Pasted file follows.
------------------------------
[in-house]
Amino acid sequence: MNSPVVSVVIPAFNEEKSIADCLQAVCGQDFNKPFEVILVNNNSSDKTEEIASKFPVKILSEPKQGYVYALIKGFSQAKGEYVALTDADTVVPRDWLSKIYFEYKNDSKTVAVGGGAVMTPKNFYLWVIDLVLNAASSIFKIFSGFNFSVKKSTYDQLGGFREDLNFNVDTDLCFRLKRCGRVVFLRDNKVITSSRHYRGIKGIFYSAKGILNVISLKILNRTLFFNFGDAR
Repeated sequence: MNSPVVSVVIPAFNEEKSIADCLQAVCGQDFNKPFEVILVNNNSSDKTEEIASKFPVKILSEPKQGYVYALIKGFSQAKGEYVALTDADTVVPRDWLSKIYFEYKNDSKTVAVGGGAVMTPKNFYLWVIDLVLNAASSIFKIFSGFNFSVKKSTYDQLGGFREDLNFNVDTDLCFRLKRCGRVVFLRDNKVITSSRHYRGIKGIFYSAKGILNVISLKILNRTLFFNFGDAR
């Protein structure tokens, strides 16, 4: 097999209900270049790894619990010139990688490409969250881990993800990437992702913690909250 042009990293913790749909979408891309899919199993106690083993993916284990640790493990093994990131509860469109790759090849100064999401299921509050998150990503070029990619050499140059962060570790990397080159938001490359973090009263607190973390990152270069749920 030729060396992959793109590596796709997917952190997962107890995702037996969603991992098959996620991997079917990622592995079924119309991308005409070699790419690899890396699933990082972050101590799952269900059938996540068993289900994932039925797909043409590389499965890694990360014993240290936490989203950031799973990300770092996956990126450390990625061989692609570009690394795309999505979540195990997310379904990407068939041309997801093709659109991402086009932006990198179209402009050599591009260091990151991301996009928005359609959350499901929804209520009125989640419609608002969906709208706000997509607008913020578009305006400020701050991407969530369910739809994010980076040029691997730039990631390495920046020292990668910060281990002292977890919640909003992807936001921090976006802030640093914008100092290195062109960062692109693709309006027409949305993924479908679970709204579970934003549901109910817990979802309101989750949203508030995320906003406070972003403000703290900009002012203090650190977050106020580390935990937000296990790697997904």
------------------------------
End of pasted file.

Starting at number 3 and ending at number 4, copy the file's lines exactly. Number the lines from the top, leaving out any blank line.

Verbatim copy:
Repeated sequence: MNSPVVSVVIPAFNEEKSIADCLQAVCGQDFNKPFEVILVNNNSSDKTEEIASKFPVKILSEPKQGYVYALIKGFSQAKGEYVALTDADTVVPRDWLSKIYFEYKNDSKTVAVGGGAVMTPKNFYLWVIDLVLNAASSIFKIFSGFNFSVKKSTYDQLGGFREDLNFNVDTDLCFRLKRCGRVVFLRDNKVITSSRHYRGIKGIFYSAKGILNVISLKILNRTLFFNFGDAR
């Protein structure tokens, strides 16, 4: 097999209900270049790894619990010139990688490409969250881990993800990437992702913690909250 042009990293913790749909979408891309899919199993106690083993993916284990640790493990093994990131509860469109790759090849100064999401299921509050998150990503070029990619050499140059962060570790990397080159938001490359973090009263607190973390990152270069749920 030729060396992959793109590596796709997917952190997962107890995702037996969603991992098959996620991997079917990622592995079924119309991308005409070699790419690899890396699933990082972050101590799952269900059938996540068993289900994932039925797909043409590389499965890694990360014993240290936490989203950031799973990300770092996956990126450390990625061989692609570009690394795309999505979540195990997310379904990407068939041309997801093709659109991402086009932006990198179209402009050599591009260091990151991301996009928005359609959350499901929804209520009125989640419609608002969906709208706000997509607008913020578009305006400020701050991407969530369910739809994010980076040029691997730039990631390495920046020292990668910060281990002292977890919640909003992807936001921090976006802030640093914008100092290195062109960062692109693709309006027409949305993924479908679970709204579970934003549901109910817990979802309101989750949203508030995320906003406070972003403000703290900009002012203090650190977050106020580390935990937000296990790697997904």